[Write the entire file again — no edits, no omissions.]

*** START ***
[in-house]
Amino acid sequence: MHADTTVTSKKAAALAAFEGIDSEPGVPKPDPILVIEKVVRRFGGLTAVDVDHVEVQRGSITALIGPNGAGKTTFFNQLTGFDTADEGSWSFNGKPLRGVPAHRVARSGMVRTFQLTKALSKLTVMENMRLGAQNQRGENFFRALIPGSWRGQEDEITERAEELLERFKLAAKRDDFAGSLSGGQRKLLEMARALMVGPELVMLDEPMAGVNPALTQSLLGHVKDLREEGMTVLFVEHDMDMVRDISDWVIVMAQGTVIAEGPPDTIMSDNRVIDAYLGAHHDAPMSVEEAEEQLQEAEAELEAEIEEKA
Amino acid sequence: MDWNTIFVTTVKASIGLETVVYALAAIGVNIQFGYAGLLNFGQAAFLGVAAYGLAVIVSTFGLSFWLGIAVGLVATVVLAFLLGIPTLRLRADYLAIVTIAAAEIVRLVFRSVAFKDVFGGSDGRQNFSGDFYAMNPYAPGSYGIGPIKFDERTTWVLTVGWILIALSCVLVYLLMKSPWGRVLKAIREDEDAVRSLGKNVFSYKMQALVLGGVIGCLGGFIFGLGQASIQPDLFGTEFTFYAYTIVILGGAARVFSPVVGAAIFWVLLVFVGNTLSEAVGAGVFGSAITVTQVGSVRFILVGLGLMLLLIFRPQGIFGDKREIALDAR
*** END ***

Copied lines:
[in-house]
Amino acid sequence: MHADTTVTSKKAAALAAFEGIDSEPGVPKPDPILVIEKVVRRFGGLTAVDVDHVEVQRGSITALIGPNGAGKTTFFNQLTGFDTADEGSWSFNGKPLRGVPAHRVARSGMVRTFQLTKALSKLTVMENMRLGAQNQRGENFFRALIPGSWRGQEDEITERAEELLERFKLAAKRDDFAGSLSGGQRKLLEMARALMVGPELVMLDEPMAGVNPALTQSLLGHVKDLREEGMTVLFVEHDMDMVRDISDWVIVMAQGTVIAEGPPDTIMSDNRVIDAYLGAHHDAPMSVEEAEEQLQEAEAELEAEIEEKA
Amino acid sequence: MDWNTIFVTTVKASIGLETVVYALAAIGVNIQFGYAGLLNFGQAAFLGVAAYGLAVIVSTFGLSFWLGIAVGLVATVVLAFLLGIPTLRLRADYLAIVTIAAAEIVRLVFRSVAFKDVFGGSDGRQNFSGDFYAMNPYAPGSYGIGPIKFDERTTWVLTVGWILIALSCVLVYLLMKSPWGRVLKAIREDEDAVRSLGKNVFSYKMQALVLGGVIGCLGGFIFGLGQASIQPDLFGTEFTFYAYTIVILGGAARVFSPVVGAAIFWVLLVFVGNTLSEAVGAGVFGSAITVTQVGSVRFILVGLGLMLLLIFRPQGIFGDKREIALDAR